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Twacow that is a totally arbitrary statement, how the heck do you know that the industry is "coming off a huge ten year period of awesome profits"

 

There is no evidence to suggest that the next 10 years cannot be better for the oil producers than the last. It all depends on the market for crude which is pretty darn good right now.

.

 

Many industries, including oil are cyclical.  When a cyclical downswing coincides with a secular downswing: Watch Out!  The recent oil boom has largely been driven by China.  If their economy rolls over, it's triple trouble.

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Keep in mind that BP is a somewhat unique case.

 

Demand can vary, but the supply from each cheap oil/gas source falls every year as the field plays out. To meet the supply shortfall the world taps successively higher cost sources, & keeps increasing the base price paid for the product. A decline in demand just means that the world taps the higher cost sources a little slower. The price actually paid reflects the fundamental crude specific demand/supply (Brent, West Texas, etc), futures speculation, & currency change (USD devaluation).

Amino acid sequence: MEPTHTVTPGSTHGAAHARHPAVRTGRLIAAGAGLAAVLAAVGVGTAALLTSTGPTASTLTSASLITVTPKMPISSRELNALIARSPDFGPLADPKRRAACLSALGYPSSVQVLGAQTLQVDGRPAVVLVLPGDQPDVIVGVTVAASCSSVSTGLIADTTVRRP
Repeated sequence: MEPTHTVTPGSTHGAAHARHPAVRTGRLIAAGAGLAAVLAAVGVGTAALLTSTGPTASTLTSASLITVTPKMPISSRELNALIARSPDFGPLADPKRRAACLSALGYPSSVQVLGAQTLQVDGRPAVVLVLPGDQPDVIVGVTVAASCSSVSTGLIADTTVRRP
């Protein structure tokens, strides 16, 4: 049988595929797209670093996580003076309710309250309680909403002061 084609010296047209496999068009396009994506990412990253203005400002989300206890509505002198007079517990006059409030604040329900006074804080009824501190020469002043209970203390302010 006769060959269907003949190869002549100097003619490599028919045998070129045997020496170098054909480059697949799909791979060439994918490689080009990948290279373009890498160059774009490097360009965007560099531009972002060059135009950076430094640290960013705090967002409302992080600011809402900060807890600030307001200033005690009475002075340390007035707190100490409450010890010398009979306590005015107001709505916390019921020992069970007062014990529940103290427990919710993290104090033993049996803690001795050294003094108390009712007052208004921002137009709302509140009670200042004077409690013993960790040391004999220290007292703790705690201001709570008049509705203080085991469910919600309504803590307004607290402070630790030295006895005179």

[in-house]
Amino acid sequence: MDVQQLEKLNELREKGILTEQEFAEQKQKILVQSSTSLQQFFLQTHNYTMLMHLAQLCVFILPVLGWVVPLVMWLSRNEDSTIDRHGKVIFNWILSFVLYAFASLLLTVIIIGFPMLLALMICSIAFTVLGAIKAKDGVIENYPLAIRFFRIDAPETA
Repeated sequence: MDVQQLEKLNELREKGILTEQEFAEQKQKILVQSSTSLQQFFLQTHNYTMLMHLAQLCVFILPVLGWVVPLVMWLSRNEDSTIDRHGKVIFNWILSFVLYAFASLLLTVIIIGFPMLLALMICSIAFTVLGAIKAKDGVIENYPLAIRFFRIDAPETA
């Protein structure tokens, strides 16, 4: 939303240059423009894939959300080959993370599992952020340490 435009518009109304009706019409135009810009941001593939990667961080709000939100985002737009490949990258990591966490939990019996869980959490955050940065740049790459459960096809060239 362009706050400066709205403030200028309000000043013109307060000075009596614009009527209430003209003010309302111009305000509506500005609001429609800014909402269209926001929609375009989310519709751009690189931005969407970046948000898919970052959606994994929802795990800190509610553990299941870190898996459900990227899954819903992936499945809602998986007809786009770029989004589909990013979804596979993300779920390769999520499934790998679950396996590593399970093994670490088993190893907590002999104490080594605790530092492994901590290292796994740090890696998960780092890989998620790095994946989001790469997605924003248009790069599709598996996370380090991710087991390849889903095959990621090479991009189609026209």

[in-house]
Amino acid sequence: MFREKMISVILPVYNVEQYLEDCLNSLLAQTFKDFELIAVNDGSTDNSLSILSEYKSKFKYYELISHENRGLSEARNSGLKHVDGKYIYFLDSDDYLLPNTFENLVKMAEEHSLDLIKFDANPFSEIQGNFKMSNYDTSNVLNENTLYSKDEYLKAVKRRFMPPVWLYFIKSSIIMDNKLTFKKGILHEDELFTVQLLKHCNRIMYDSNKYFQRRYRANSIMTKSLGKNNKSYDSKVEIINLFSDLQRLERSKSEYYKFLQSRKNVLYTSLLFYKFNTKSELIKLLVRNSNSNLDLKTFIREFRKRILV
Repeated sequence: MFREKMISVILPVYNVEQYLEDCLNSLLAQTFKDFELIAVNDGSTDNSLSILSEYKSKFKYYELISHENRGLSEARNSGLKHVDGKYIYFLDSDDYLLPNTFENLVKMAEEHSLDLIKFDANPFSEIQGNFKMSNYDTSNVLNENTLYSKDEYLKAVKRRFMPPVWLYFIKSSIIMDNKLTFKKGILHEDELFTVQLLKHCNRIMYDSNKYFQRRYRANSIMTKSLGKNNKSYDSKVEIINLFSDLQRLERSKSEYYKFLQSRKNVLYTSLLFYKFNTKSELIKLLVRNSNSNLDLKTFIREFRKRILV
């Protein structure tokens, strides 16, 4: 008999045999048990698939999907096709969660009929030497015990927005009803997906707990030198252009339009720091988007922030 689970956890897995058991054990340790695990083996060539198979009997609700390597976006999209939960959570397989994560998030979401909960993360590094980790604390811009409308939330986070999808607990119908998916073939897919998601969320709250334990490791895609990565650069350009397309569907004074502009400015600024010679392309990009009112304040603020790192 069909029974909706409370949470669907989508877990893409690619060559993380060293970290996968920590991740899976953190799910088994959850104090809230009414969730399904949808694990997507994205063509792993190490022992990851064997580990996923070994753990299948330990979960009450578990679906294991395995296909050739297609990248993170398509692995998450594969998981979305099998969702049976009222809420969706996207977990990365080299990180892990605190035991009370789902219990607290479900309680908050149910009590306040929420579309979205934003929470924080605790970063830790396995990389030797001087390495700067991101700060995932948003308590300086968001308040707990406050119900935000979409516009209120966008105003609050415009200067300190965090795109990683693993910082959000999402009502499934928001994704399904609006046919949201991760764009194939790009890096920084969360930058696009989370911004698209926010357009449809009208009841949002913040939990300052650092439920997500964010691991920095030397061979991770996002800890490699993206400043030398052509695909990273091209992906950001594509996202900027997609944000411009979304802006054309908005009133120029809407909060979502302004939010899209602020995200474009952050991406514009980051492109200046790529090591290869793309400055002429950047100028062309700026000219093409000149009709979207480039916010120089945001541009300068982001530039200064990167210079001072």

Buy BP & you buy skeletons, government sanction, access to cheap oil/gas sources, & the ability to reinvest in tertiary production at the lowest possible cost & greatest certainty (know the geology, location, etc). For someone else to access the goods, it has to be another sovereign company/fund & sanctioned by both governments (UK & ME). Does happen (Saudi-Aramco), but not often.

 

Its cheap because some of the skeletons came out of the closet (Gulf disaster) & global crude demand is perceived to be falling, but nothing else has really changed. 

 

SD

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Twacow that is a totally arbitrary statement, how the heck do you know that the industry is "coming off a huge ten year period of awesome profits"